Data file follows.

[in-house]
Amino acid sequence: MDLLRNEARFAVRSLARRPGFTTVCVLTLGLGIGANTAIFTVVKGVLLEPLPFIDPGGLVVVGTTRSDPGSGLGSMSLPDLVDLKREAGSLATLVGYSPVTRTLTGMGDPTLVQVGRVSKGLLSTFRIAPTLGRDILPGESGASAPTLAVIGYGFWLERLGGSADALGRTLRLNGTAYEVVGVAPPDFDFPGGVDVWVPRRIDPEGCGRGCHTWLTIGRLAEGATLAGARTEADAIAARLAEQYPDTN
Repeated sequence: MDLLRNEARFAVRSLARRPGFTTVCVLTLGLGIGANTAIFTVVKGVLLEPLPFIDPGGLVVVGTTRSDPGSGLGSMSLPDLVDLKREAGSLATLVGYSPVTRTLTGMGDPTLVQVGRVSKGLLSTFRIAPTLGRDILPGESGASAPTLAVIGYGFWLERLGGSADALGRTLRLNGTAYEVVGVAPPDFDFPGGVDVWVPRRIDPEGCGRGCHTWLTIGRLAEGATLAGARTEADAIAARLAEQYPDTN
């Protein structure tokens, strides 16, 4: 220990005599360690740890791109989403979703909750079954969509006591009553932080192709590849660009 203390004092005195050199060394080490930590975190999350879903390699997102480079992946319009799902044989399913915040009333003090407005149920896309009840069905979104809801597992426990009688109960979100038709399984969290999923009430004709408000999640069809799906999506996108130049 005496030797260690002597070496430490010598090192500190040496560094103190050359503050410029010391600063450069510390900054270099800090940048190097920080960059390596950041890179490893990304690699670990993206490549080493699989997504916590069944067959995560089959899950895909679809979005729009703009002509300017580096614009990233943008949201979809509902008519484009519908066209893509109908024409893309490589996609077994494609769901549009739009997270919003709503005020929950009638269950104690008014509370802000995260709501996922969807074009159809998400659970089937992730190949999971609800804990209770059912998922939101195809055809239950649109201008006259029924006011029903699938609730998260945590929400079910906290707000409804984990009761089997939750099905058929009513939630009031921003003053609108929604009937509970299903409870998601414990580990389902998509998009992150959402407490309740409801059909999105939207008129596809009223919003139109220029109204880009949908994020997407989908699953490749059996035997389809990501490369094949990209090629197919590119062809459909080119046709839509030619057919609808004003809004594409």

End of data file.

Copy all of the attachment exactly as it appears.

[in-house]
Amino acid sequence: MDLLRNEARFAVRSLARRPGFTTVCVLTLGLGIGANTAIFTVVKGVLLEPLPFIDPGGLVVVGTTRSDPGSGLGSMSLPDLVDLKREAGSLATLVGYSPVTRTLTGMGDPTLVQVGRVSKGLLSTFRIAPTLGRDILPGESGASAPTLAVIGYGFWLERLGGSADALGRTLRLNGTAYEVVGVAPPDFDFPGGVDVWVPRRIDPEGCGRGCHTWLTIGRLAEGATLAGARTEADAIAARLAEQYPDTN
Repeated sequence: MDLLRNEARFAVRSLARRPGFTTVCVLTLGLGIGANTAIFTVVKGVLLEPLPFIDPGGLVVVGTTRSDPGSGLGSMSLPDLVDLKREAGSLATLVGYSPVTRTLTGMGDPTLVQVGRVSKGLLSTFRIAPTLGRDILPGESGASAPTLAVIGYGFWLERLGGSADALGRTLRLNGTAYEVVGVAPPDFDFPGGVDVWVPRRIDPEGCGRGCHTWLTIGRLAEGATLAGARTEADAIAARLAEQYPDTN
């Protein structure tokens, strides 16, 4: 220990005599360690740890791109989403979703909750079954969509006591009553932080192709590849660009 203390004092005195050199060394080490930590975190999350879903390699997102480079992946319009799902044989399913915040009333003090407005149920896309009840069905979104809801597992426990009688109960979100038709399984969290999923009430004709408000999640069809799906999506996108130049 005496030797260690002597070496430490010598090192500190040496560094103190050359503050410029010391600063450069510390900054270099800090940048190097920080960059390596950041890179490893990304690699670990993206490549080493699989997504916590069944067959995560089959899950895909679809979005729009703009002509300017580096614009990233943008949201979809509902008519484009519908066209893509109908024409893309490589996609077994494609769901549009739009997270919003709503005020929950009638269950104690008014509370802000995260709501996922969807074009159809998400659970089937992730190949999971609800804990209770059912998922939101195809055809239950649109201008006259029924006011029903699938609730998260945590929400079910906290707000409804984990009761089997939750099905058929009513939630009031921003003053609108929604009937509970299903409870998601414990580990389902998509998009992150959402407490309740409801059909999105939207008129596809009223919003139109220029109204880009949908994020997407989908699953490749059996035997389809990501490369094949990209090629197919590119062809459909080119046709839509030619057919609808004003809004594409």